The Third Reich was a deeply mysterious civilization. Not surprisingly, occult-related activities were the most mysterious component of this civilization. And none of these activities was more mysterious than the ones that took place in the Wewelsburg Castle.
This castle (to which in this section I will refer simply as a Wewelsburg) a XVII century fortress located on the hill over the village of Wewelsburg about 30 km from the city of Paderborn in the northeast of North Rhine-Westphalia. It was, indeed, an “enigma wrapped in mystery inside the riddle”.
Although the SS left a significant paper trail related to its plans for the castle and the activities that took place there, no one knows for sure what their objectives really were and what exactly they did there.
Which is, actually, not surprising at all. There is little doubt among historians that the SS activities in Wewelsburg were occult-related (although the exact nature and objectives of these activities are still unknown).
Consequently, these activities were inevitably based on a certain system of occult beliefs – i.e., on a certain occult quasi-religion. Which, judging by the known activities in Wewelsburg went far deeper and was far broader in scope than the general ersatz religion of national-socialism.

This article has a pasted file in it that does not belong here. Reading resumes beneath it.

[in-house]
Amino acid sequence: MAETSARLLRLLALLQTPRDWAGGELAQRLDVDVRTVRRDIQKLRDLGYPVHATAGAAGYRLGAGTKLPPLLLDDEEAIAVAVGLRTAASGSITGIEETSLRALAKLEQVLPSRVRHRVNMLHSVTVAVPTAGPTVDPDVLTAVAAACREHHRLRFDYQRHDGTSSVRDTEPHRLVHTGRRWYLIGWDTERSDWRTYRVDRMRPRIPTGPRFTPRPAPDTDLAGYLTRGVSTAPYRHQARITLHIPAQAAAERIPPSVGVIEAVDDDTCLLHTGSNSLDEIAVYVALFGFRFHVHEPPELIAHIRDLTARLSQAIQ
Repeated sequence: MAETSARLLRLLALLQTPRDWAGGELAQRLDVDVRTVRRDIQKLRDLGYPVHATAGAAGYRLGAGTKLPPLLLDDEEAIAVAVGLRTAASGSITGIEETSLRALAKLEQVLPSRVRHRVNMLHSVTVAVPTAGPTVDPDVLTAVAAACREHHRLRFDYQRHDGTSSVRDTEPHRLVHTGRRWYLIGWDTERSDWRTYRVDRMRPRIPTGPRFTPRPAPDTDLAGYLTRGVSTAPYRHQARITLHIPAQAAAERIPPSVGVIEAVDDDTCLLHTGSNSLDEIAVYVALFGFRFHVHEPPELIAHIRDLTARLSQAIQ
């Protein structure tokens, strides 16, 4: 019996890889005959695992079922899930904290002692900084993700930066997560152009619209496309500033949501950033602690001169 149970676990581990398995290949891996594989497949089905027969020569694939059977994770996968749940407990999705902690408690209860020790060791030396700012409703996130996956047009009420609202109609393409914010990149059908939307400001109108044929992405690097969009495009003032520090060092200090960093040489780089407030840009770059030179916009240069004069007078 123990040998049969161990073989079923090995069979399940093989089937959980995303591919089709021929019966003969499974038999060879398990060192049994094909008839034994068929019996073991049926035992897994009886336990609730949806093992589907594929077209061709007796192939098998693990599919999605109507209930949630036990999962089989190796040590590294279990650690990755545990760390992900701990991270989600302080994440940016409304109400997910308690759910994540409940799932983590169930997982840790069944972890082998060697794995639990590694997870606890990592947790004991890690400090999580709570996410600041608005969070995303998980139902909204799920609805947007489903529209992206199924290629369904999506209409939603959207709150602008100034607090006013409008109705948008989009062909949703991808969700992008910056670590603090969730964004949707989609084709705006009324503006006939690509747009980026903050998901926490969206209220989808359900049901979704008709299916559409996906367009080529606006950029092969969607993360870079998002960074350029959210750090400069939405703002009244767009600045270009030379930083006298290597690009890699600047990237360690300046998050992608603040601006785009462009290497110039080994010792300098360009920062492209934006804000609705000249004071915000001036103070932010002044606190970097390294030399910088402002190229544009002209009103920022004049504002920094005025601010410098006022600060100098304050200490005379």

Every occult quasi-religion has two components – the public component open to everyone inside and outside the corresponding occult group and the secret component (“restricted” or “forbidden” knowledge) accessible only to its members.
In most occult societies there are several levels (layers) of secret knowledge. To get access to the higher level of knowledge the member has to go through the corresponding initiation process (in many cases long and complex). In many cases, the public knowledge was actually a cover for actual objectives and activities of the occult group in question.
Consequently, it will be safe to assume that Wewelsburg was no exception. Which means that just about all publicly known Wewelsburg-related objectives, plans and activities were but a cover for actual plans, objectives and activities of the SS (of Heinrich Himmler, actually), the true purpose of which was known to only two or three individuals.
And a well-known SS (and Himmler’s) obsession with secrecy – and a penchant for deception – only strengthens this assumption